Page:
Diversity Means More: Team implements initiatives that integrate health justice, intersectionality into education and clinical practice

July 14, 2021  //  FOUND IN: Strategy & Leadership,
Diversity Means More: Integrating health justice, intersectionality into education and clinical practice

The Anti-Racism Oversight Committee’s Education and Clinical Practice subcommittee has created an action plan that addresses several key areas. The subcommittee is focused on implementing short- and long-term initiatives in each of these areas that help to address their overarching goal — to ensure learners and educators have access to education on the concepts of health justice and intersectionality and that they can competently implement these into clinical practice.

Health justice is about closing the equity and equality gaps that may exist as it relates to access and care.

That’s why it’s so important to provide learners have an in-depth knowledge of intersectionality, health justice and critical race theory. By doing so, the organization aims to prepare the next generation of health professionals with best practices and expertise to demonstrate equitable patient care.

Curriculum redesign

The first area of focus is related to including intersectionality and critical race theory concepts into curriculum and design work for students and graduate learners.

Intersectionality tackles the complexities of discrimination and the cumulative way an individual may be impacted when experiencing an overlap of multiple forms of discrimination, such as sexism, classism, and racism.

Critical race theory, meanwhile, is defined as an intellectual movement and loosely organized framework of legal analysis based on the premise that race is not a natural, biologically grounded feature of physically distinct subgroups of human beings, but instead a socially constructed (and culturally invented) category that is used to oppress and exploit people of color.

Understanding intersectionality and critical race theory as it impacts health justice and health care is key to dismantling health disparities and the inequities that many communities of color may experience. Insight into the varying trials of systematic racism, the intersections of discrimination, unique experiences of underrepresented communities and more will allow health care professionals to be better equipped to serve all patients.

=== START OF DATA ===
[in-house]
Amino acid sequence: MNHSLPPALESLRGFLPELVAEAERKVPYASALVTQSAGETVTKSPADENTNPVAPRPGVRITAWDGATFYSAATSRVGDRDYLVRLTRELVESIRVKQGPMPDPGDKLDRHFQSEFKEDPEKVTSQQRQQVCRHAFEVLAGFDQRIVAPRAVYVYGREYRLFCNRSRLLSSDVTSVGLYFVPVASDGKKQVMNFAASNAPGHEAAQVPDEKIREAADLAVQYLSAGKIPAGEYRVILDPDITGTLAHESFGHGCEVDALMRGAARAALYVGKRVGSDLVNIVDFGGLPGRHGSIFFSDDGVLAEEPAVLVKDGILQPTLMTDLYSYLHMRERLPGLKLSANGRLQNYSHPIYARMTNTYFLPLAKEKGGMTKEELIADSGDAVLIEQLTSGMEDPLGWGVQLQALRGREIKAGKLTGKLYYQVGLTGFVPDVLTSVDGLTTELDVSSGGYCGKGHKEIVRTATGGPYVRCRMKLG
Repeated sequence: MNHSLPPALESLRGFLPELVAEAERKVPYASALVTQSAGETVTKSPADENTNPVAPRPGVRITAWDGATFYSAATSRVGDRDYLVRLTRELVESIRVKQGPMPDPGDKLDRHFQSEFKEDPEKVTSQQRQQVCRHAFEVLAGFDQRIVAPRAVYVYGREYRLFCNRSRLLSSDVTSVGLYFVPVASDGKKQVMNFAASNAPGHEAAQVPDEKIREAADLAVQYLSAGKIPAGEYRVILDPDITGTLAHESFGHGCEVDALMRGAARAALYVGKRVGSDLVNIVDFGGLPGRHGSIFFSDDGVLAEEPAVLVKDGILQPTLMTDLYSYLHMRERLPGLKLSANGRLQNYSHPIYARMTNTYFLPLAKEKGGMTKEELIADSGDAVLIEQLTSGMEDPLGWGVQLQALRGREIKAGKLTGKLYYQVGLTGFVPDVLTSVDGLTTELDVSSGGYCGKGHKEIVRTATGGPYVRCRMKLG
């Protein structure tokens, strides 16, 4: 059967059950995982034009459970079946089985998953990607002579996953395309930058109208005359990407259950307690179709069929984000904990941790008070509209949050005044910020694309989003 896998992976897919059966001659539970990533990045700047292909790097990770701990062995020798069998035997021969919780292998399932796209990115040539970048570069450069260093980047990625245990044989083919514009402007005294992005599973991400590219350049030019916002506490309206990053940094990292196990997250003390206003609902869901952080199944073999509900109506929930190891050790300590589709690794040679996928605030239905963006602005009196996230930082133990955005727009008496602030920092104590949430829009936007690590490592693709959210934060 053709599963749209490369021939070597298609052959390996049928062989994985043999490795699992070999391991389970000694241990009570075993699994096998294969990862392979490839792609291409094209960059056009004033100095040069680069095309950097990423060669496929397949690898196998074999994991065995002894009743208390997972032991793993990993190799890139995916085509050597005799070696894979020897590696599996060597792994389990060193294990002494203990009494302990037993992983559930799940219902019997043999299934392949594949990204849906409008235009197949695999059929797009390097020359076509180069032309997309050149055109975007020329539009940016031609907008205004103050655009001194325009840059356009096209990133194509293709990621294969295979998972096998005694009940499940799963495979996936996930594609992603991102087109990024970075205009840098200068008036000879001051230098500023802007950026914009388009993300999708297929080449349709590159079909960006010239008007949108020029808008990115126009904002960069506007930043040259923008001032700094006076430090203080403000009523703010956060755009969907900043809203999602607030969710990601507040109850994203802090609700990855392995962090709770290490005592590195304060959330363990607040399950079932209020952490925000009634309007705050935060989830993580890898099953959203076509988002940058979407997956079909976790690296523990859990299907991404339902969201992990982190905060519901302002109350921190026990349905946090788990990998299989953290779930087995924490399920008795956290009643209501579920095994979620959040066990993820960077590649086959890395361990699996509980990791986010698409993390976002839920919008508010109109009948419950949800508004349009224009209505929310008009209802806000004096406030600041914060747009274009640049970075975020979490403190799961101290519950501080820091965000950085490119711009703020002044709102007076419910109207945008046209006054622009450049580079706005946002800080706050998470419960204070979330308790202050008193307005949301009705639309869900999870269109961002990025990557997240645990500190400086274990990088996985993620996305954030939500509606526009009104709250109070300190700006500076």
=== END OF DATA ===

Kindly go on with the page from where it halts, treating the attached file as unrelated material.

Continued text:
In support of this work, the Education and Clinical Practice subcommittee has secured funding to hire and support faculty experts in these topic areas. This fall, a course entitled “History of Race and Racism: Understanding the Intersection of Systemic Racism and Inequity in Health Care” will be introduced for third- and fourth-year medical students that will teach these concepts.

The subcommittee has also implemented additional educational action items and opportunities to expose medical students to underrepresented or underserved patients.

Clinical measurement tools

The subcommittee is also working with the Clinical Practice Committee on stopping the use of national or standardized clinical measurement tools in patient care with the goal of providing more equitable counseling and treatment to all patients.

These clinical measurement tools used race in its calculations, which may have changed what type of care was given. Eight of the measurement tools that included race in its calculations are now no longer in use after being reviewed. An additional four are being researched and discussed by their national societies for removal from use.

Additional resources

If you want to learn more about these concepts, including critical race theory, check out these valuable resources:

For continued updates from the Education and Clinical Practice subcommittee please visit the Education and Clinical Practice website.

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